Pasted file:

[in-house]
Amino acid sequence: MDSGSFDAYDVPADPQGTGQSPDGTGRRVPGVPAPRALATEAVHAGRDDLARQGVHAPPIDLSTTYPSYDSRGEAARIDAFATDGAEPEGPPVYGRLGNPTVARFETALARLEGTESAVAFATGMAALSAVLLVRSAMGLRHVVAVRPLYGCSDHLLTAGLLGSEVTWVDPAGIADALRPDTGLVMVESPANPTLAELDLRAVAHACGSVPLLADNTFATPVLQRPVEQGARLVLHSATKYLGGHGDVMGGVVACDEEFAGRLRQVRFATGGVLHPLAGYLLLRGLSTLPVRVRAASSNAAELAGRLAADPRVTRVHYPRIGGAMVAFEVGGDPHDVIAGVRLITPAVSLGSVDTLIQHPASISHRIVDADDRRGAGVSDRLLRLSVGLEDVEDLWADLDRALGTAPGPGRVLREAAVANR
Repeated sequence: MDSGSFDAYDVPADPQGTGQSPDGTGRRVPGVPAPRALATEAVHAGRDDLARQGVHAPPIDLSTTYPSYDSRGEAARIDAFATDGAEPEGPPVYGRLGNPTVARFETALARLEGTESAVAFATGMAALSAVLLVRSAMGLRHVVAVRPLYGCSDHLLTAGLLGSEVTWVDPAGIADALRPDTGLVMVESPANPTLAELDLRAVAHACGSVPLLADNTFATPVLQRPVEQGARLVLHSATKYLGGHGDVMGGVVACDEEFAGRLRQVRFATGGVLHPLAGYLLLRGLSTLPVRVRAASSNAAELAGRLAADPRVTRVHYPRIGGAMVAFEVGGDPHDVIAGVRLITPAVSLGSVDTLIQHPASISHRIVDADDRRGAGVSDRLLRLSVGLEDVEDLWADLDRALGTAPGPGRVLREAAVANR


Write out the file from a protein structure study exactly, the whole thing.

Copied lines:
[in-house]
Amino acid sequence: MDSGSFDAYDVPADPQGTGQSPDGTGRRVPGVPAPRALATEAVHAGRDDLARQGVHAPPIDLSTTYPSYDSRGEAARIDAFATDGAEPEGPPVYGRLGNPTVARFETALARLEGTESAVAFATGMAALSAVLLVRSAMGLRHVVAVRPLYGCSDHLLTAGLLGSEVTWVDPAGIADALRPDTGLVMVESPANPTLAELDLRAVAHACGSVPLLADNTFATPVLQRPVEQGARLVLHSATKYLGGHGDVMGGVVACDEEFAGRLRQVRFATGGVLHPLAGYLLLRGLSTLPVRVRAASSNAAELAGRLAADPRVTRVHYPRIGGAMVAFEVGGDPHDVIAGVRLITPAVSLGSVDTLIQHPASISHRIVDADDRRGAGVSDRLLRLSVGLEDVEDLWADLDRALGTAPGPGRVLREAAVANR
Repeated sequence: MDSGSFDAYDVPADPQGTGQSPDGTGRRVPGVPAPRALATEAVHAGRDDLARQGVHAPPIDLSTTYPSYDSRGEAARIDAFATDGAEPEGPPVYGRLGNPTVARFETALARLEGTESAVAFATGMAALSAVLLVRSAMGLRHVVAVRPLYGCSDHLLTAGLLGSEVTWVDPAGIADALRPDTGLVMVESPANPTLAELDLRAVAHACGSVPLLADNTFATPVLQRPVEQGARLVLHSATKYLGGHGDVMGGVVACDEEFAGRLRQVRFATGGVLHPLAGYLLLRGLSTLPVRVRAASSNAAELAGRLAADPRVTRVHYPRIGGAMVAFEVGGDPHDVIAGVRLITPAVSLGSVDTLIQHPASISHRIVDADDRRGAGVSDRLLRLSVGLEDVEDLWADLDRALGTAPGPGRVLREAAVANR